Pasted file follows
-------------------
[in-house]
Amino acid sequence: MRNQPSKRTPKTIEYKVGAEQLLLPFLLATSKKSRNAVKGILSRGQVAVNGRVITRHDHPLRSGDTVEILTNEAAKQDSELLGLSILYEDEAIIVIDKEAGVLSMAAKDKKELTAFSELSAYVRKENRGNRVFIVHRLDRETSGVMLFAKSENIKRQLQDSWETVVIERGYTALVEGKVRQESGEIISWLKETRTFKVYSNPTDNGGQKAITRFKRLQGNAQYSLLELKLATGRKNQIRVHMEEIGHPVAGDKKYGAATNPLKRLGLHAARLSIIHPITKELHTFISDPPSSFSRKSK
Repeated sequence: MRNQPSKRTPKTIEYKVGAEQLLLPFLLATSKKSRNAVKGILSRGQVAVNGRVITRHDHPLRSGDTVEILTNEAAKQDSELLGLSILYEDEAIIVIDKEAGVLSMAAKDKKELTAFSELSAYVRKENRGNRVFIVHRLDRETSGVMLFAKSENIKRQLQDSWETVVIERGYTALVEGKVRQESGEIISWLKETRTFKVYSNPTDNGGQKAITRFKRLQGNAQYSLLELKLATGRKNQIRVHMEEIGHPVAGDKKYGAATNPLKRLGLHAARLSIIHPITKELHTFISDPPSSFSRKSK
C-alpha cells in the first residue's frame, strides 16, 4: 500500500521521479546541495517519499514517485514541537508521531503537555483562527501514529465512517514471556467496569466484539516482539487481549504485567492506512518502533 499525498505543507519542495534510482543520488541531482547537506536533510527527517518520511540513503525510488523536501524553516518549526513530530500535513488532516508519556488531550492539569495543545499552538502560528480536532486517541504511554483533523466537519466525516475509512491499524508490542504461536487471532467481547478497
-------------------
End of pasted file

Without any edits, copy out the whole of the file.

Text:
[in-house]
Amino acid sequence: MRNQPSKRTPKTIEYKVGAEQLLLPFLLATSKKSRNAVKGILSRGQVAVNGRVITRHDHPLRSGDTVEILTNEAAKQDSELLGLSILYEDEAIIVIDKEAGVLSMAAKDKKELTAFSELSAYVRKENRGNRVFIVHRLDRETSGVMLFAKSENIKRQLQDSWETVVIERGYTALVEGKVRQESGEIISWLKETRTFKVYSNPTDNGGQKAITRFKRLQGNAQYSLLELKLATGRKNQIRVHMEEIGHPVAGDKKYGAATNPLKRLGLHAARLSIIHPITKELHTFISDPPSSFSRKSK
Repeated sequence: MRNQPSKRTPKTIEYKVGAEQLLLPFLLATSKKSRNAVKGILSRGQVAVNGRVITRHDHPLRSGDTVEILTNEAAKQDSELLGLSILYEDEAIIVIDKEAGVLSMAAKDKKELTAFSELSAYVRKENRGNRVFIVHRLDRETSGVMLFAKSENIKRQLQDSWETVVIERGYTALVEGKVRQESGEIISWLKETRTFKVYSNPTDNGGQKAITRFKRLQGNAQYSLLELKLATGRKNQIRVHMEEIGHPVAGDKKYGAATNPLKRLGLHAARLSIIHPITKELHTFISDPPSSFSRKSK
C-alpha cells in the first residue's frame, strides 16, 4: 500500500521521479546541495517519499514517485514541537508521531503537555483562527501514529465512517514471556467496569466484539516482539487481549504485567492506512518502533 499525498505543507519542495534510482543520488541531482547537506536533510527527517518520511540513503525510488523536501524553516518549526513530530500535513488532516508519556488531550492539569495543545499552538502560528480536532486517541504511554483533523466537519466525516475509512491499524508490542504461536487471532467481547478497